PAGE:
The Art of Fossicking*
We all love hunting in brocante markets and antique shops. And just as much fun nowadays is scrolling through treasure on online auction websites. Here’s why…
* 1. To search for gold, especially in abandoned mines. 2. To rummage, especially for possible profit.
It’s one of the pleasures of a trip away: discovering a little antique shop or market full of fascinating items and finding a perfect gift, wonderful curio (in my case, a quirky old ship in a bottle) or even a large investment piece of furniture or jewellery.
But why wait for a holiday to feel the pleasure of browsing through beautiful things and feeling the thrill of spotting the very vase, necklace, artwork, lamp – whatever! – that you know would be just perfect for you?
A whole world of treasure awaits online in the form of online antique auctions, bringing all the joy of hunting through brocante shops to your computer screen. Just the thing to brighten up a dark winter’s night.
Most of us know about eBay and how its auctions work but are put off by the sheer amount of scams, fakes and other pitfalls of dealing with individual sellers that you simply don’t know.
In which case, online antiques auctions will be a relief. Because you’re buying from auction houses for whom reputation and expertise is everything, these auctions are a lot more trustworthy. The items for sale will have been vetted by a specialist so you can bid with confidence.
There are ‘platforms’ that host upcoming catalogues and live auctions from hundreds of auction houses around the UK: thesaleroom.com and easyliveauctions.com are two of the best known. Many auctioneers – usually the larger ones at the higher end of the market – have developed their own software for browsing and bidding on their dedicated websites.
Either way, many of us are aware that antiques auctions exist online but somehow feel they are for Lovejoy-like experts only, or for international clients to bid a few casual million for the latest Banksy.
Not so. Everything that you’d find in the real world – from a bric-a-brac market to a posh antique emporium – will be there, in all price ranges. Best of all, there are huge bargains to be had and you’ll be bidding on a level playing field with dealers.
The real surge in online auctioneering came during Covid lockdowns, when fairs and traditional auctions had to shut down. The growth in interest carried on from there as more people became familiar with the easy process and now it’s a global market, with buyers and sellers from anywhere in the world right there on your screen.
How does it work?
If you’re me, you just while away a dreamy hour or two simply scrolling through fascinating catalogues, rich with gorgeous and unusual things! Put, say, ‘baguette diamond’ into the search field and away you go…
Items will come with an estimated value, but that IS only a guide – the price can go up or way down, unless there’s a reserve on it. Auction houses will have viewing days where you can go and see your lot in person (unless there’s another Covid lockdown). But if that’s not possible for you, auctioneers are happy to email you a more detailed condition report, such as measurements or more photos.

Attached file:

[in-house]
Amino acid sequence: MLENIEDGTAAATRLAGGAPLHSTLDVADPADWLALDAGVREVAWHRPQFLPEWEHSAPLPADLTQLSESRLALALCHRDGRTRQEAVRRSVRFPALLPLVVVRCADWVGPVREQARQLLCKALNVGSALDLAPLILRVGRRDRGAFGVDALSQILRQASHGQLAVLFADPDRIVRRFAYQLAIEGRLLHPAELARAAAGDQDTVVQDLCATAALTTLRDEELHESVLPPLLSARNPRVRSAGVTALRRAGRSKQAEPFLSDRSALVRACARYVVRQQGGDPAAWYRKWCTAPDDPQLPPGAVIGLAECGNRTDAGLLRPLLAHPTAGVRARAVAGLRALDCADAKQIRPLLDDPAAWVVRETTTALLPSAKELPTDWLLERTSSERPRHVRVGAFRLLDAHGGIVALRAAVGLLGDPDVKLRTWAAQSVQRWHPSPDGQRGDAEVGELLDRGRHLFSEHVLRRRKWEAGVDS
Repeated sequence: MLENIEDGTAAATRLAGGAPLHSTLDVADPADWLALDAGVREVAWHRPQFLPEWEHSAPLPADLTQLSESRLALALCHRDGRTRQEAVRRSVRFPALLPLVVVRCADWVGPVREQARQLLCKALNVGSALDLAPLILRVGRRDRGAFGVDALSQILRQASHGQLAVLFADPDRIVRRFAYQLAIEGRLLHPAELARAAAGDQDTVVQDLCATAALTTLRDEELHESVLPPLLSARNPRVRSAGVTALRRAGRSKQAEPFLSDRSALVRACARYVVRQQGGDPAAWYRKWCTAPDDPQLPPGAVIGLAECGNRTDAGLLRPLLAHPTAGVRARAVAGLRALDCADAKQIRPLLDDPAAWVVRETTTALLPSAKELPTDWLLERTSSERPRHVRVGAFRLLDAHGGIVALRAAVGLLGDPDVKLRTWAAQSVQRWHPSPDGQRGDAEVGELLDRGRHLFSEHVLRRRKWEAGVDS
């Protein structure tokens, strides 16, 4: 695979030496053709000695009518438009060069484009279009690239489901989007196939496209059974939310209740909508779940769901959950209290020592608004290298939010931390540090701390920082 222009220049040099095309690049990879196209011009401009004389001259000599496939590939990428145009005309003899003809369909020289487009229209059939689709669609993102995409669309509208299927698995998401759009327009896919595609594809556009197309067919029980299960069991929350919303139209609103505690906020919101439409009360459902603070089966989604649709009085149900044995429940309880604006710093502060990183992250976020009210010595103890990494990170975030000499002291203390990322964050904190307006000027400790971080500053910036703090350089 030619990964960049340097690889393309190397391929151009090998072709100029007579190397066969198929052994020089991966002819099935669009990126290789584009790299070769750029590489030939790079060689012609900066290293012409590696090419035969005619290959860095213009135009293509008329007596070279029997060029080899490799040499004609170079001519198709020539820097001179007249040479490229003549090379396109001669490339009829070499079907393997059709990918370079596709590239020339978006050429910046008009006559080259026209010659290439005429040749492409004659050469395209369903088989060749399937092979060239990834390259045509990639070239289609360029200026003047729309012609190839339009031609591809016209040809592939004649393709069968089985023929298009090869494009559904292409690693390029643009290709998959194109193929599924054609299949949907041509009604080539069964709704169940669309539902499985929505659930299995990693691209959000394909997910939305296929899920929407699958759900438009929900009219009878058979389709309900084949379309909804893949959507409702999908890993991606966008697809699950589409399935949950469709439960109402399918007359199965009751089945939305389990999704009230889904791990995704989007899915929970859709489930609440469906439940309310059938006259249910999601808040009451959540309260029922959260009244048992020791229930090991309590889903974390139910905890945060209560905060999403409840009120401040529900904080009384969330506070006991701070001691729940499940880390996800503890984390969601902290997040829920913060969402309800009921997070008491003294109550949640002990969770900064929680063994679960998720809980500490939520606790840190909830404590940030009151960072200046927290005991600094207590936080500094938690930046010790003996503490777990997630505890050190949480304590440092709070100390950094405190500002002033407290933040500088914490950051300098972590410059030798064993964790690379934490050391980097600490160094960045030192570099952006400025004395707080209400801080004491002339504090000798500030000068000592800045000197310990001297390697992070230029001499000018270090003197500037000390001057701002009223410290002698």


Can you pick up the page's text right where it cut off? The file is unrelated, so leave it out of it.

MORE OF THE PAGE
As soon as you find something you want to bid on, register in good time before the sale either with the auctioneer or on the platform.
There will be instructions on the easy process, or just give them a ring – you’ll need to register a bank card. Decide whether you want to place a bid on the item (often called an ‘autobid’) as a starting point, but often it’s worth waiting to see where bidding starts. Who knows, you could be the only person interested in that particular lot?
On sale day, gather your courage and log in to your account (reading the Ts & Cs carefully before you tick the box).
When the auction starts, a pop-up window will show each lot as it comes up, live, and you’ll be able to hear the auctioneer too. When your lot comes up, you’ll be able to see bids coming in so be ready to bid quickly as the sale progresses. Your heart will be racing – the excitement is all part of the fun!
How much does it cost?
As we mentioned, read all the terms and conditions carefully as each auction house will differ. There are always fees that apply to the hammer price, such as ‘commission’ or ‘buyer’s premium’ charges (as they would in a normal auction) or charges from the aggregator site if you’re using one. Expect to pay anything between 10% and 30% in fees and VAT per successful bid.
Buying at an online antiques auction is fun, exciting and great for the bargain hunter, so start scrolling and see if you can track down some gold in them thar catalogues!
From investment jewellery to interior pieces and gifts, all these items were sold online recently by Canterbury Auction Galleries in Kent. See www.thecanterburyauctiongalleries.com for the next sale and bid live at thesaleroom.com or http://thegalleries.live.
Oranges and lemons alert! A gorgeous, yellow-flecked glass vase, 12ins high by Bertil Vallien (1938-2018) and a glass orange-flecked bowl for Swedish design shop, Kosta Boda. Sold for £100.
Just gorgeous: An incredibly detailed and colourful Silver and Enamel Box from Stockwell & Co. London. Made in 1913, it measured just under 5ins in diameter. Sold for £1,900.
Honolulu, a delightful little daffodil jug by the always-adored Clarice Cliff, 3ins high. Sold for £160.
For fans of The Crown. A contemporary gold cluster ring set with delicious rubies and a centre solitaire diamond. Sold for £820.
Plus… a 14 inch Carlton Ware ‘Guinness’ table lamp in the shape of a seal balancing a ball on its nose was full of quirky charm. Sold for £180.
Also… both collectable and fabulous. A ladies’ 18ct gold Rolex Oyster ‘Datejust’ wristwatch, with diamonds for numbers and sparkles round the bezel. Sold for £4,300.